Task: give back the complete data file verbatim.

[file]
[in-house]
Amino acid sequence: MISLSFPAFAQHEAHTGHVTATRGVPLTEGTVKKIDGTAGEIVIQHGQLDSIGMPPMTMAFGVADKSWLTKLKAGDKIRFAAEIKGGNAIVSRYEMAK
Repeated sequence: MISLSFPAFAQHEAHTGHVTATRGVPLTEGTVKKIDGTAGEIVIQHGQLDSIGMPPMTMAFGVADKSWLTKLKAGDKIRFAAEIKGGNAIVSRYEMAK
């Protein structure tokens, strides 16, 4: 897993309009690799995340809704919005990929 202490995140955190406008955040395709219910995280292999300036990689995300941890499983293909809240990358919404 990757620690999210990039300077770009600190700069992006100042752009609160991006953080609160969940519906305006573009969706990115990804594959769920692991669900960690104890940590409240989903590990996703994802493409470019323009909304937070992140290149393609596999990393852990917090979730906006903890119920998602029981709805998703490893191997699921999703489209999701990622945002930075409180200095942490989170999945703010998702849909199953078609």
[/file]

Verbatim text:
[in-house]
Amino acid sequence: MISLSFPAFAQHEAHTGHVTATRGVPLTEGTVKKIDGTAGEIVIQHGQLDSIGMPPMTMAFGVADKSWLTKLKAGDKIRFAAEIKGGNAIVSRYEMAK
Repeated sequence: MISLSFPAFAQHEAHTGHVTATRGVPLTEGTVKKIDGTAGEIVIQHGQLDSIGMPPMTMAFGVADKSWLTKLKAGDKIRFAAEIKGGNAIVSRYEMAK
């Protein structure tokens, strides 16, 4: 897993309009690799995340809704919005990929 202490995140955190406008955040395709219910995280292999300036990689995300941890499983293909809240990358919404 990757620690999210990039300077770009600190700069992006100042752009609160991006953080609160969940519906305006573009969706990115990804594959769920692991669900960690104890940590409240989903590990996703994802493409470019323009909304937070992140290149393609596999990393852990917090979730906006903890119920998602029981709805998703490893191997699921999703489209999701990622945002930075409180200095942490989170999945703010998702849909199953078609």